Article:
And where do you come in?

My job position is fully dedicated and sponsored to WFP. I assist WFP’s experts from the Food Safety and Quality unit in Rome, by conducting long-term shelf life studies, performing spot checks on the quality of food products stored in the field and by advising them on specific issues or questions. Shelf life studies and spot checks are based on the chemical analysis of primary and secondary oxidation products. We combine the chemical analysis with sensory evaluations to determine if food is still acceptable, or to determine the shelf life under the harsh storage conditions in the field.


That means WFP works with Kemin products?

Our range of products may sometimes be helpful towards the production of food for WFP, especially regarding shelf life. Most importantly, we offer advice and expertise to manufacturers collaborating with WFP.  


Devoting your expertise to WFP, do you see any progress of your collaboration? 

It’s very satisfying to see that previous advice to add certain antioxidants to a recipe has lead to an increased shelf life of the product when we follow-up on its long-term storage in the field. This means the product can reach more people as it can be stored during a longer period and remain fresh. 


Kemin products respond to food waste prevention. Do you see their importance increasing towards the future? 

Absolutely! I think that antioxidants will increasingly be used to extend the shelf life of processed foods, as the demand for convenience foods will rise with increasing population and prosperity. Selecting the right antioxidant for a specific food product will allow local producers to grow their market into regional distribution chains. The trend to look for natural alternatives will benefit our portfolio of products, because Kemin has a completely vertically integrated chain of production. 


WFP already offers help to a lot of people in need. Yet, according to the numbers, that’s "only" 10 percent of those who have to live with hunger. How do you reach the remaining 90 percent?

Globally, there are about 113 million people that live with acute hunger. The main focus is on the people that are most in need, and in that regard, their aid is quite successful. WFP depends completely on government funding, corporate partners like Kemin and private donations. We can reach more people by spreading the word, stimulating local communities to take initiative, having large manufacturers use lean processes to reduce waste and look at ways to use their waste streams to create extra revenue and further reduce waste. Innovative solutions are another way of reaching large communities. Did you know that €0.45 can feed a child for a day? WFP facilitated the creation of the ShareTheMeal app, which allows you to make small donations that can have a big impact on the lives of malnourished people.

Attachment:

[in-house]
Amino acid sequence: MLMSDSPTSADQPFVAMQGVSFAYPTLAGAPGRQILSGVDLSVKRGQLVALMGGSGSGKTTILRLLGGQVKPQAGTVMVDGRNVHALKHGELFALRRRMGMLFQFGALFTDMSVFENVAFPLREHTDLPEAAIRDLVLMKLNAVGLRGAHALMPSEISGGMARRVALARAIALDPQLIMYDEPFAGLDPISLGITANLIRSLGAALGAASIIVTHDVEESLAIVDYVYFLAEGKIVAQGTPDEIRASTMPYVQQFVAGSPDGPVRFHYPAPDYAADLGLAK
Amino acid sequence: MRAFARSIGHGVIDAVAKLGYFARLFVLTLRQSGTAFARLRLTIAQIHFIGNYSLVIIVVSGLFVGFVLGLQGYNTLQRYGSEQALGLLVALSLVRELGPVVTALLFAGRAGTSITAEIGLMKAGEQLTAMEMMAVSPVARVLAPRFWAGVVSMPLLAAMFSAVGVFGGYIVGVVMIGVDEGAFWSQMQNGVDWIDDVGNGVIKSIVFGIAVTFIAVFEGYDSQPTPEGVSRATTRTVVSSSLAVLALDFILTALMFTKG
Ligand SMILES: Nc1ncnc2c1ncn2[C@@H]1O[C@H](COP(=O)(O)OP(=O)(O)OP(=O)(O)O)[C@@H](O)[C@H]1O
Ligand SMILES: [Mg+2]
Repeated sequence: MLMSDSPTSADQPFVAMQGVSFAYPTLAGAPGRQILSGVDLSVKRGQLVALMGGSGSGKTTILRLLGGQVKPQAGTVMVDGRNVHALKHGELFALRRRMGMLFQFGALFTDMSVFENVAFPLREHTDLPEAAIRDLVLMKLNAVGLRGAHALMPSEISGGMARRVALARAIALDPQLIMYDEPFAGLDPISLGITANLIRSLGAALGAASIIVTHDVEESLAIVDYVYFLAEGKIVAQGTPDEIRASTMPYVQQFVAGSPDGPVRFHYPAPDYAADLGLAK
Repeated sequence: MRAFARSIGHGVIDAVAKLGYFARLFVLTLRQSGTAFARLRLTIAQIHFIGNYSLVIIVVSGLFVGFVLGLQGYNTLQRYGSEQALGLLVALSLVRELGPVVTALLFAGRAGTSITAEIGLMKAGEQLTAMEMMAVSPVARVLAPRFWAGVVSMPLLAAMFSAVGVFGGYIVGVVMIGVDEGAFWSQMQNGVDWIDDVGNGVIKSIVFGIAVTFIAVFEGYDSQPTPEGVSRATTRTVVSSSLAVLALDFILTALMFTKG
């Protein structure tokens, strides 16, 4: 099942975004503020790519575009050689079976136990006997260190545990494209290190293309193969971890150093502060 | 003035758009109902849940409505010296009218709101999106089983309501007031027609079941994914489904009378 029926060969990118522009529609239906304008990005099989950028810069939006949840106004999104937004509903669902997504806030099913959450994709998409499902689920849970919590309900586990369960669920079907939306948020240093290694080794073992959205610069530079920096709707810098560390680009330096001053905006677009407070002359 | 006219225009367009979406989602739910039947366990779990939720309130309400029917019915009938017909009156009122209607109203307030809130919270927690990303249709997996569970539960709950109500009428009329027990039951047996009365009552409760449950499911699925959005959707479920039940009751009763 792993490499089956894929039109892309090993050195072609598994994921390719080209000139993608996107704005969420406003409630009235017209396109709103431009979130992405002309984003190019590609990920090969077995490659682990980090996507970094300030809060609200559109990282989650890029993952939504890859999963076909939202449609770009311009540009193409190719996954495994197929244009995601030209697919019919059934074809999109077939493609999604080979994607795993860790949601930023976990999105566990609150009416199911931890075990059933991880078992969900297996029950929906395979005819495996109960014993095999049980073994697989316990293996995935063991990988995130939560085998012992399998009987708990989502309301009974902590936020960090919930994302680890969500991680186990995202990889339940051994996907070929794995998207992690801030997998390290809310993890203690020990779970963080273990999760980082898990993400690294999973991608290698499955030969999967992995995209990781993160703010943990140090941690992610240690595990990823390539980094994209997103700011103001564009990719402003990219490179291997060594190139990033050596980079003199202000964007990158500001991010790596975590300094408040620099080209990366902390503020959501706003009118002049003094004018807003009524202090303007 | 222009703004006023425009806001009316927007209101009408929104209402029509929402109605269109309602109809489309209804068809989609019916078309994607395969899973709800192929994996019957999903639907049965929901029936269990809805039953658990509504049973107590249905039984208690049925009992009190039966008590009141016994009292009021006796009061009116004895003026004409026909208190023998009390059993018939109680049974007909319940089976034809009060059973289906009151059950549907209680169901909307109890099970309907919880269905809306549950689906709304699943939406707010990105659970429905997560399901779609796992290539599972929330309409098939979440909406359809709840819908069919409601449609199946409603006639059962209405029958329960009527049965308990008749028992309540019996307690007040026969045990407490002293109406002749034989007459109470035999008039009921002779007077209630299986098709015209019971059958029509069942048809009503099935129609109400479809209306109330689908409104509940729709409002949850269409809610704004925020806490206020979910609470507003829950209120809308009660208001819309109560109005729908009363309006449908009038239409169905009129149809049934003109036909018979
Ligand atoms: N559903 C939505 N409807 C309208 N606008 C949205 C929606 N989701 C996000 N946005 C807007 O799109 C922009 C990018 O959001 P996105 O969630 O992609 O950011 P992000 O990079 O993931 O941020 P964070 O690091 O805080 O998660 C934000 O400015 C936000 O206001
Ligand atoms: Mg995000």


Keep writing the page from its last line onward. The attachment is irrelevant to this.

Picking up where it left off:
Since 2015, 17 Sustainability Development Goals have been adopted worldwide to improve the general life-quality by 2030. Do they help towards achieving your goals?

The SDG’s definitely help. Also, when it comes to hunger, we do see improvements. It progresses slowly because there are still a lot of conflicts in the world. But investing in local initiatives that help communities to become self-sufficient is the right approach. 


One of the main objectives of the United Nations is Zero Hunger. Do you think it’s an achievable goal?

Within the 17 SDG’s, reaching Zero Hunger by 2030 is the second highest priority. That means that considerable funds are being used to empower local governments to stimulate change, to train local communities with the right skills to fight hunger, poverty and lack of education. It is a difficult task, but I certainly hope we can achieve Zero Hunger. Today, we have a lot of channels to bring world hunger to attention and show people what happens with their contributions. Kemin and I will definitely continue the fight!